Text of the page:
No wonder there are so many dysfunctional and unhappy children in the world when we consider the ignorance and even inadequacy of their parents!!
On the threshold of a Jewish New Year, a recurring event which also marks a beginning of huge importance, let us ask ourselves how prepared we are for it. The honest answer – which we can keep to ourselves – will likely be rather revealing.
For most of us sleep-walk into the High Holy Days: suddenly they arrive, and we have given them no prior thought or made any preparation – and then we have the enormous chutzpah to expect them to be meaningful and cleansing, offering us a fresh start. Occasionally – if we are very fortunate – and partly for reasons completely beyond ourselves – they may do just what we want. Usually, however, they fail to kick start our lives or make us feel a sense of a new beginning, and we are left disappointed at best and at worst angry and resentful.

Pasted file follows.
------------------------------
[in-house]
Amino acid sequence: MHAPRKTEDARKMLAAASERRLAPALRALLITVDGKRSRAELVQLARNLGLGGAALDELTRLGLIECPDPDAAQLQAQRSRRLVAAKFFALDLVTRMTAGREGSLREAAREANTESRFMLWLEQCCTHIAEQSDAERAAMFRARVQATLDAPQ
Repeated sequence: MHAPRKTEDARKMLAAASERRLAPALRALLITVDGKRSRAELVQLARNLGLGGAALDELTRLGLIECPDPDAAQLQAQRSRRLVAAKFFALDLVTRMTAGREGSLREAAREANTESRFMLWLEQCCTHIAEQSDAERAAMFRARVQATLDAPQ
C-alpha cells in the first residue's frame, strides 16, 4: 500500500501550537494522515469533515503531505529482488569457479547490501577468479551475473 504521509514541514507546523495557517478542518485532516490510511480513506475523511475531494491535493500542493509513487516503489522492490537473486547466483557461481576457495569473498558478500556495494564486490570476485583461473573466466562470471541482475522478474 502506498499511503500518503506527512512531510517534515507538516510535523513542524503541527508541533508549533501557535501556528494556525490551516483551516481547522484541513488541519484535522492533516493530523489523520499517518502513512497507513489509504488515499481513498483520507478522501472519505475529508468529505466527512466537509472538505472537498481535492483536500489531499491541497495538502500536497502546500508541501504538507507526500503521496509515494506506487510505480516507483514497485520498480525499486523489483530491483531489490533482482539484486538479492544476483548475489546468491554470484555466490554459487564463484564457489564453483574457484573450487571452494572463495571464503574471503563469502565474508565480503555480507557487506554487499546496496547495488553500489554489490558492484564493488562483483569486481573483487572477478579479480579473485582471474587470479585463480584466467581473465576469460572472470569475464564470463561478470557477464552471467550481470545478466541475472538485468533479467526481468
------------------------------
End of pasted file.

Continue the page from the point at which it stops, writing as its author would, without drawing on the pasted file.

As we cast around for reasons to explain our chagrin we often, subconsciously, search for something or someone to blame. We didn’t like the rabbi’s sermons, we didn’t like the way the lay readers read, the choir was awful, the machzor was turgid and boring; or it was too hot, or too cold, or the seats were uncomfortable.
Anything and everything, in fact, except scrutinising ourselves.
An American Rabbi published a book a few years ago called This is Absolutely Serious and You are Completely Unprepared, which expresses another great truth.
The Days of Awe, commencing with Rosh Hashanah and ending with Yom Kippur, are represented by our tradition as a very serious time indeed, a period during which our deeds are weighed in the balance and a decision is taken as to whether we may be confirmed in the Book of Life.
Only one thing can mitigate or annul the severity of the judgement against us and see us confirmed in the Book of Life, and that is teshuvah, repentance.